First victory for the #MeToo movement in Egypt
An Egyptian serial predator was sentenced to three years in prison for harassment and stalking by a Cairo court. That is the first sentence in a trial linked to the movement against sexual violence against women #MeToo in the most populous country in the Arab world. His name is Ahmed Bassam Zaki, 20 years old former student of the American University in the capital, the child of a well-connected family. Abz, as the activists called him, will also have to answer for the rape and attempted rape allegations in a second trial, which opens on January 9.
The #MeToo movement is a social movement against sexual abuse and sexual harassment where people publicize allegations of sex crimes committed by powerful or prominent men. The expression “Me Too” was initially used in this context on social networks in 2006, on Myspace, by sexual harassment survivor and activist Tarana Burke.On October 15, 2017, American actress Alyssa Milano posted on Twitter: “If all the women who have been sexually harassed or assaulted wrote ‘Me too’ as a status, we might give people a sense of the magnitude of the problem,” adding that she got the idea from a friend.Several stars’ posts and responses from American celebrities Gwyneth Paltrow, Ashley Judd, Jennifer Lawrence, and Uma Thurman, among others, soon succeeded.
The #MeToo hashtag has spread to millions of users and has also been translated into other languages, including Arabic. The post-denunciations reached North Africa, Tunisia and Egypt. The conviction of Ahmed Bassam Zaki represents the first legal victory for Muslim women who believed in the movement.”Congratulations to all the women who thought it would be better to remain silent. Do not forget that we are waiting for another court decision on January 9: the one for rape”, wrote the activists of Assault Police on Instagram, the same ones who in July joined on social media to encourage anyone aware of facts concerning Zaki to come forward, with the guarantee of anonymity and protection.The Court for Economic Affairs, judging crimes related to digital, sentenced him to three years in prison, finding him guilty of sexual harassment by phone to two women. He sent photos of a sexual nature to one of them, and he repeatedly contacted the other without her consent, judicial sources report.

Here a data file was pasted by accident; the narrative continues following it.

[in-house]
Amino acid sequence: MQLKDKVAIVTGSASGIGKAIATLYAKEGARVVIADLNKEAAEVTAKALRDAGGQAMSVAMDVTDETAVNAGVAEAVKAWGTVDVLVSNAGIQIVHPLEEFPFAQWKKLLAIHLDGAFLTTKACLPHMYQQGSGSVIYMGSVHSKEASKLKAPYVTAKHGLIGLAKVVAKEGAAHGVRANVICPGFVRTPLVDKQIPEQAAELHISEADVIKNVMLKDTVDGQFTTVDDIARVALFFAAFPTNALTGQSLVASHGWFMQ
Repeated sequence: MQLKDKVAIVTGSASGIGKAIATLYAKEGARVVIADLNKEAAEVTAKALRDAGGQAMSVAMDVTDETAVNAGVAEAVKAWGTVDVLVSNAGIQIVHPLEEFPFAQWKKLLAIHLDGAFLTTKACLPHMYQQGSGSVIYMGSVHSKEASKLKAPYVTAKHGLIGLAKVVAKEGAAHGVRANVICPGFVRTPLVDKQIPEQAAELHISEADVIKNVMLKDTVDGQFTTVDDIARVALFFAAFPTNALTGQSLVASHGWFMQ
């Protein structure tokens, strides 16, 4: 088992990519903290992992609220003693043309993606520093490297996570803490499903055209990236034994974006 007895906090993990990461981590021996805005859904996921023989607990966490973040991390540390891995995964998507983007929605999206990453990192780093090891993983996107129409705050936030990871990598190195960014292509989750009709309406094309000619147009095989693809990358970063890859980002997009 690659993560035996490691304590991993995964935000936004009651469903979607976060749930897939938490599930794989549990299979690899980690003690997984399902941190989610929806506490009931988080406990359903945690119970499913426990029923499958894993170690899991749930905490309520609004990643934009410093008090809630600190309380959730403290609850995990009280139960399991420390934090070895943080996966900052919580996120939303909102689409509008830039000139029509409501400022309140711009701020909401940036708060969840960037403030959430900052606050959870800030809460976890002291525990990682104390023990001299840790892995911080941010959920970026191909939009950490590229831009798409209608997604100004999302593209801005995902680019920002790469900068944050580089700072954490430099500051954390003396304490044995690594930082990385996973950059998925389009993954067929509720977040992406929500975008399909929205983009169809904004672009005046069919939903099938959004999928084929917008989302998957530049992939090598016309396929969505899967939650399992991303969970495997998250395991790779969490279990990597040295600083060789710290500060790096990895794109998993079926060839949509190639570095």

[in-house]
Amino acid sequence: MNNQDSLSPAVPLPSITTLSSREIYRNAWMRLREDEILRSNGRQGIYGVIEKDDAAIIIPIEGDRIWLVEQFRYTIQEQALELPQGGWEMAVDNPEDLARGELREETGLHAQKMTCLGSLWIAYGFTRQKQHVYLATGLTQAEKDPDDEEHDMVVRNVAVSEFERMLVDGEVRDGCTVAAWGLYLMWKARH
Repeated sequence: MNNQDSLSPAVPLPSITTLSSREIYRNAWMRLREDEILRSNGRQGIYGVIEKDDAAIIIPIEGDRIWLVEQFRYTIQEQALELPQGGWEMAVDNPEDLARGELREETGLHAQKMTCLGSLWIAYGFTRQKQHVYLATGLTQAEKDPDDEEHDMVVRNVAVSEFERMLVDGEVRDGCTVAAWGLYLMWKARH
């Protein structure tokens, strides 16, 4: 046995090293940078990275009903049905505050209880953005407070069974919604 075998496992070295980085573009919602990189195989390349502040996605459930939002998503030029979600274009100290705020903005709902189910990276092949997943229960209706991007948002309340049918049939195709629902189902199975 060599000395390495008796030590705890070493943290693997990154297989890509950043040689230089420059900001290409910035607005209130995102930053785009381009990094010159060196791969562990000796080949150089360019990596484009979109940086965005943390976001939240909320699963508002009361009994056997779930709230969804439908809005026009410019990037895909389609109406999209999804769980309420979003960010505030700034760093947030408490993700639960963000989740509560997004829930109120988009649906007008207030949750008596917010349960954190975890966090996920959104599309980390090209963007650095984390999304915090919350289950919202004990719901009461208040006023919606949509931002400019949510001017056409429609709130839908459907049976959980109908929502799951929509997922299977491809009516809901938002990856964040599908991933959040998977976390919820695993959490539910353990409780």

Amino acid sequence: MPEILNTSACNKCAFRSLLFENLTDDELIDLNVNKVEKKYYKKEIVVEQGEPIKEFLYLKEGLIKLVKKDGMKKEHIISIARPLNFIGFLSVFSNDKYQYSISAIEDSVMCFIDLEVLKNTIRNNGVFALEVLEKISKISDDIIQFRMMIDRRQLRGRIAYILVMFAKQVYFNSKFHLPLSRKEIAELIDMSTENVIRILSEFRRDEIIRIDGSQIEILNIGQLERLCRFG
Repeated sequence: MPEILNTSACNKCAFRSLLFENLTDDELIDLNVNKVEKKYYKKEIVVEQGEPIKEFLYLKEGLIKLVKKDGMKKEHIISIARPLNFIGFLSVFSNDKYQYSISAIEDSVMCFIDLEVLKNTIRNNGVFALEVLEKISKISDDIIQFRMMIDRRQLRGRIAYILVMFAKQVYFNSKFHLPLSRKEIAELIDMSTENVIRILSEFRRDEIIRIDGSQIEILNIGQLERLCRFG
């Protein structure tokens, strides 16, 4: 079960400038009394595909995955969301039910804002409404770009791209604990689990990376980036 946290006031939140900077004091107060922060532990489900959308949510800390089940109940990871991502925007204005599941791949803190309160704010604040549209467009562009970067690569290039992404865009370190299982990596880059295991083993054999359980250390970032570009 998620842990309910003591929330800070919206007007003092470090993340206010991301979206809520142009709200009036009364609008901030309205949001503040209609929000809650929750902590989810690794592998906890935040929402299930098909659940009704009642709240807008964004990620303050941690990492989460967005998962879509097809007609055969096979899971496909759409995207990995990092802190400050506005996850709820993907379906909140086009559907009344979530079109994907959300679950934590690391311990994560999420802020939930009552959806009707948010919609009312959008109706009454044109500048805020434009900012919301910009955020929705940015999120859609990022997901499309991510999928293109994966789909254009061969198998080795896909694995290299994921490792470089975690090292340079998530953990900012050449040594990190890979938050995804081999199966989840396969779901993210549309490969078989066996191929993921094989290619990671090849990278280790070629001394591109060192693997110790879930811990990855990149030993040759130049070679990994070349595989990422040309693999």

The case erupted last July 1 when the police Instagram account published dozens of testimonies accusing Zaki of being a sexual predator. The accuses were coming mainly from former comrades. Stories with supporting screenshots indicate scenes of sexual blackmail, assaults, and rape. Arrested on July 4, the former student confessed to attacking and blackmailing six women, including a minor.On Instagram shortly before his arrest, activists created the “Assault police” channel, asking the women involved not to be afraid and to come out, assuring them legal assistance, protection, and anonymity.
#WomensRights activist Nadeen Ashraf created @assaultpolice on Instagram to share women & girls' accounts of sexual harassment & abuse in Egypt. She's been awarded @ChimeforChange Changemaker Award at EN's Make Equality Reality gala for her pivotal role helping ignite #MeTooEgypt https://t.co/j7cabJrm5k— equalitynow (@equalitynow) December 4, 2020
“Ahmed Bassam Zaki is a sexual predator who has abused a shocking number of underage women and girls across Egypt for five years now, with no consequences for his actions,” the first post of the profile affirms. “He humiliated and blackmailed his victims. Together we can collect a large database of evidence of his harassment. More than 100 girls provided evidence that Ahmed Bassam Zaki molested them online or in real life. It happened in prestigious institutions.” and all the schools and universities where Abz had studied.Zaki would lure them with deception, then pressuring them for intimate photos with which he blackmailed them for sexual purposes. Gender and sexual violence are a deep-rooted problem in Egypt, often falsely perceived as linked to poverty contexts. Victims also have to fight the patriarchal and conservative culture, which connects the female sexual conduct to family reputation.